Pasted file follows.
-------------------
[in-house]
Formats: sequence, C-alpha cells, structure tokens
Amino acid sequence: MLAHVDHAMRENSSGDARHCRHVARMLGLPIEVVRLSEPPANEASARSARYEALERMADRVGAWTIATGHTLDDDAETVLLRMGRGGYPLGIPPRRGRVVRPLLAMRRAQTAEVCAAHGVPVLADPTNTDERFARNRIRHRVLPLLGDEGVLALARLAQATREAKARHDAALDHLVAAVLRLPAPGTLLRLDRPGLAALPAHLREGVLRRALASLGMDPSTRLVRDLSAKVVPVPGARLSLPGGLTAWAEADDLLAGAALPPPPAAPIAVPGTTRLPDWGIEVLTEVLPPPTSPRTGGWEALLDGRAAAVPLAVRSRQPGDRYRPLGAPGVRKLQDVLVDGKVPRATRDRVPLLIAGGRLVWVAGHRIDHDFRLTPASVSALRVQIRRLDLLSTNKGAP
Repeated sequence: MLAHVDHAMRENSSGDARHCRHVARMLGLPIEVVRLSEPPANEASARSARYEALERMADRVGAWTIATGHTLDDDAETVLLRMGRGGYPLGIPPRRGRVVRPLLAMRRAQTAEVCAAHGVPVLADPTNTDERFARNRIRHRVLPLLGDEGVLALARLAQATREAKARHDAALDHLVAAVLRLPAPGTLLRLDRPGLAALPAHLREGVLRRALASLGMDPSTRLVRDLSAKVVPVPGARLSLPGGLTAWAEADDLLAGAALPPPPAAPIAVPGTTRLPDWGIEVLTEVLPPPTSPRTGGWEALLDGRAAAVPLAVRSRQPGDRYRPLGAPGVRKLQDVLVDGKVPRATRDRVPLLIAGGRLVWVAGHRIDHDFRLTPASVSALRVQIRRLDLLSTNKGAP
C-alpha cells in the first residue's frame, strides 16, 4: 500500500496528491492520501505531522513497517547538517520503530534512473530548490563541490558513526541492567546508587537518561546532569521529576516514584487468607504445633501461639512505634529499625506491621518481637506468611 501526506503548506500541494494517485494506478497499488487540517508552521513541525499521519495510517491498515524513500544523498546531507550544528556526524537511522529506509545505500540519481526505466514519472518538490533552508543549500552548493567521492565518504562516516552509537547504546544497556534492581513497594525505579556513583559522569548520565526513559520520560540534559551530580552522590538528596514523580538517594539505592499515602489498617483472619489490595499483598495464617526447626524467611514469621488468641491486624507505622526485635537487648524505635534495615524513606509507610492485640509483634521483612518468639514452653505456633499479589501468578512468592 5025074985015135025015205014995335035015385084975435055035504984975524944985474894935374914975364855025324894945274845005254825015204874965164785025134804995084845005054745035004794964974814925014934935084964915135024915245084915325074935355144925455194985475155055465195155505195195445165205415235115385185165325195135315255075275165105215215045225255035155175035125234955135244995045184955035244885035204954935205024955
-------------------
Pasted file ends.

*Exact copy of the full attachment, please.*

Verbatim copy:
[in-house]
Formats: sequence, C-alpha cells, structure tokens
Amino acid sequence: MLAHVDHAMRENSSGDARHCRHVARMLGLPIEVVRLSEPPANEASARSARYEALERMADRVGAWTIATGHTLDDDAETVLLRMGRGGYPLGIPPRRGRVVRPLLAMRRAQTAEVCAAHGVPVLADPTNTDERFARNRIRHRVLPLLGDEGVLALARLAQATREAKARHDAALDHLVAAVLRLPAPGTLLRLDRPGLAALPAHLREGVLRRALASLGMDPSTRLVRDLSAKVVPVPGARLSLPGGLTAWAEADDLLAGAALPPPPAAPIAVPGTTRLPDWGIEVLTEVLPPPTSPRTGGWEALLDGRAAAVPLAVRSRQPGDRYRPLGAPGVRKLQDVLVDGKVPRATRDRVPLLIAGGRLVWVAGHRIDHDFRLTPASVSALRVQIRRLDLLSTNKGAP
Repeated sequence: MLAHVDHAMRENSSGDARHCRHVARMLGLPIEVVRLSEPPANEASARSARYEALERMADRVGAWTIATGHTLDDDAETVLLRMGRGGYPLGIPPRRGRVVRPLLAMRRAQTAEVCAAHGVPVLADPTNTDERFARNRIRHRVLPLLGDEGVLALARLAQATREAKARHDAALDHLVAAVLRLPAPGTLLRLDRPGLAALPAHLREGVLRRALASLGMDPSTRLVRDLSAKVVPVPGARLSLPGGLTAWAEADDLLAGAALPPPPAAPIAVPGTTRLPDWGIEVLTEVLPPPTSPRTGGWEALLDGRAAAVPLAVRSRQPGDRYRPLGAPGVRKLQDVLVDGKVPRATRDRVPLLIAGGRLVWVAGHRIDHDFRLTPASVSALRVQIRRLDLLSTNKGAP
C-alpha cells in the first residue's frame, strides 16, 4: 500500500496528491492520501505531522513497517547538517520503530534512473530548490563541490558513526541492567546508587537518561546532569521529576516514584487468607504445633501461639512505634529499625506491621518481637506468611 501526506503548506500541494494517485494506478497499488487540517508552521513541525499521519495510517491498515524513500544523498546531507550544528556526524537511522529506509545505500540519481526505466514519472518538490533552508543549500552548493567521492565518504562516516552509537547504546544497556534492581513497594525505579556513583559522569548520565526513559520520560540534559551530580552522590538528596514523580538517594539505592499515602489498617483472619489490595499483598495464617526447626524467611514469621488468641491486624507505622526485635537487648524505635534495615524513606509507610492485640509483634521483612518468639514452653505456633499479589501468578512468592 5025074985015135025015205014995335035015385084975435055035504984975524944985474894935374914975364855025324894945274845005254825015204874965164785025134804995084845005054745035004794964974814925014934935084964915135024915245084915325074935355144925455194985475155055465195155505195195445165205415235115385185165325195135315255075275165105215215045225255035155175035125234955135244995045184955035244885035204954935205024955